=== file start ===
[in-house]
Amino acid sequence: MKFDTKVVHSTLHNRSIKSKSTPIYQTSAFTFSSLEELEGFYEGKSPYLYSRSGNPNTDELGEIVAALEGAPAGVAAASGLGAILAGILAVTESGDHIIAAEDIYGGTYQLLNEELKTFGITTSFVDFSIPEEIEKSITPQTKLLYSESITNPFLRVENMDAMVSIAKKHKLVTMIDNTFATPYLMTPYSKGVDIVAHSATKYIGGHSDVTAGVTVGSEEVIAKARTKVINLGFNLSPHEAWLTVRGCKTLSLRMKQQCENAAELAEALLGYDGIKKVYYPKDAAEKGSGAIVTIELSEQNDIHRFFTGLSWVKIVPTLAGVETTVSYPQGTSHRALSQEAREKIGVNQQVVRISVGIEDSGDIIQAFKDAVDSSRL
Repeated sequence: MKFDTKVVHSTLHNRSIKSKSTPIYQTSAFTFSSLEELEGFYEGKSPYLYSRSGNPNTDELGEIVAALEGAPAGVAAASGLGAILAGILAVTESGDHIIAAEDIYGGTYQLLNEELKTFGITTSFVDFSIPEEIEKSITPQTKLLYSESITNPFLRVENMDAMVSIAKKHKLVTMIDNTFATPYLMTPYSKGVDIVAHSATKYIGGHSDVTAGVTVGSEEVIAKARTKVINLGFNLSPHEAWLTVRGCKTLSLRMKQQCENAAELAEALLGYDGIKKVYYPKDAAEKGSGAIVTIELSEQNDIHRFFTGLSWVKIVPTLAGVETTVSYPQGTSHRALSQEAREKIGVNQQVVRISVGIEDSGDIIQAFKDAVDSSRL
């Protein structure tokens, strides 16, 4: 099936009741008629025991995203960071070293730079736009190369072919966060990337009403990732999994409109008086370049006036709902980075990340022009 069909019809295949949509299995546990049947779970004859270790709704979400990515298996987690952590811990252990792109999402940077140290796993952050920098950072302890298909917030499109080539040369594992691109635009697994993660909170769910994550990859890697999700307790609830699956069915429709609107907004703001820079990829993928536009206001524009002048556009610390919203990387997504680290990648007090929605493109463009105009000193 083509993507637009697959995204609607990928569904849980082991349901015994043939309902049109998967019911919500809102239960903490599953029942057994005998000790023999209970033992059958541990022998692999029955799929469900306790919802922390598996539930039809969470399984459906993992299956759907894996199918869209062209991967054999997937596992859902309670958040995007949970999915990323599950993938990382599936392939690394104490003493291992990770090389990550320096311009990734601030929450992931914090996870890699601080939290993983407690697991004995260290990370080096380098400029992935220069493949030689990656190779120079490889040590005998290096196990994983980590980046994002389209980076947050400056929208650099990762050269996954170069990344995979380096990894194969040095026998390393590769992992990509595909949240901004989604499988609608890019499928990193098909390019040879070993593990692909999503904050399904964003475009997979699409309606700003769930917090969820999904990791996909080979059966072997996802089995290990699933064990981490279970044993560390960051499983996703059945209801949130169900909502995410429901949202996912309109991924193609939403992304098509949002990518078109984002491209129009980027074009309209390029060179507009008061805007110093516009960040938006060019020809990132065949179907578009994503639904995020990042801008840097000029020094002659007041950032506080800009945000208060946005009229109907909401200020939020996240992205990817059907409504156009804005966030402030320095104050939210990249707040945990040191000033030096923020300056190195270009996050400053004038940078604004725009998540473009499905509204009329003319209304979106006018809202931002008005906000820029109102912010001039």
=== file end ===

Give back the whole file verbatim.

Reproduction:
[in-house]
Amino acid sequence: MKFDTKVVHSTLHNRSIKSKSTPIYQTSAFTFSSLEELEGFYEGKSPYLYSRSGNPNTDELGEIVAALEGAPAGVAAASGLGAILAGILAVTESGDHIIAAEDIYGGTYQLLNEELKTFGITTSFVDFSIPEEIEKSITPQTKLLYSESITNPFLRVENMDAMVSIAKKHKLVTMIDNTFATPYLMTPYSKGVDIVAHSATKYIGGHSDVTAGVTVGSEEVIAKARTKVINLGFNLSPHEAWLTVRGCKTLSLRMKQQCENAAELAEALLGYDGIKKVYYPKDAAEKGSGAIVTIELSEQNDIHRFFTGLSWVKIVPTLAGVETTVSYPQGTSHRALSQEAREKIGVNQQVVRISVGIEDSGDIIQAFKDAVDSSRL
Repeated sequence: MKFDTKVVHSTLHNRSIKSKSTPIYQTSAFTFSSLEELEGFYEGKSPYLYSRSGNPNTDELGEIVAALEGAPAGVAAASGLGAILAGILAVTESGDHIIAAEDIYGGTYQLLNEELKTFGITTSFVDFSIPEEIEKSITPQTKLLYSESITNPFLRVENMDAMVSIAKKHKLVTMIDNTFATPYLMTPYSKGVDIVAHSATKYIGGHSDVTAGVTVGSEEVIAKARTKVINLGFNLSPHEAWLTVRGCKTLSLRMKQQCENAAELAEALLGYDGIKKVYYPKDAAEKGSGAIVTIELSEQNDIHRFFTGLSWVKIVPTLAGVETTVSYPQGTSHRALSQEAREKIGVNQQVVRISVGIEDSGDIIQAFKDAVDSSRL
């Protein structure tokens, strides 16, 4: 099936009741008629025991995203960071070293730079736009190369072919966060990337009403990732999994409109008086370049006036709902980075990340022009 069909019809295949949509299995546990049947779970004859270790709704979400990515298996987690952590811990252990792109999402940077140290796993952050920098950072302890298909917030499109080539040369594992691109635009697994993660909170769910994550990859890697999700307790609830699956069915429709609107907004703001820079990829993928536009206001524009002048556009610390919203990387997504680290990648007090929605493109463009105009000193 083509993507637009697959995204609607990928569904849980082991349901015994043939309902049109998967019911919500809102239960903490599953029942057994005998000790023999209970033992059958541990022998692999029955799929469900306790919802922390598996539930039809969470399984459906993992299956759907894996199918869209062209991967054999997937596992859902309670958040995007949970999915990323599950993938990382599936392939690394104490003493291992990770090389990550320096311009990734601030929450992931914090996870890699601080939290993983407690697991004995260290990370080096380098400029992935220069493949030689990656190779120079490889040590005998290096196990994983980590980046994002389209980076947050400056929208650099990762050269996954170069990344995979380096990894194969040095026998390393590769992992990509595909949240901004989604499988609608890019499928990193098909390019040879070993593990692909999503904050399904964003475009997979699409309606700003769930917090969820999904990791996909080979059966072997996802089995290990699933064990981490279970044993560390960051499983996703059945209801949130169900909502995410429901949202996912309109991924193609939403992304098509949002990518078109984002491209129009980027074009309209390029060179507009008061805007110093516009960040938006060019020809990132065949179907578009994503639904995020990042801008840097000029020094002659007041950032506080800009945000208060946005009229109907909401200020939020996240992205990817059907409504156009804005966030402030320095104050939210990249707040945990040191000033030096923020300056190195270009996050400053004038940078604004725009998540473009499905509204009329003319209304979106006018809202931002008005906000820029109102912010001039």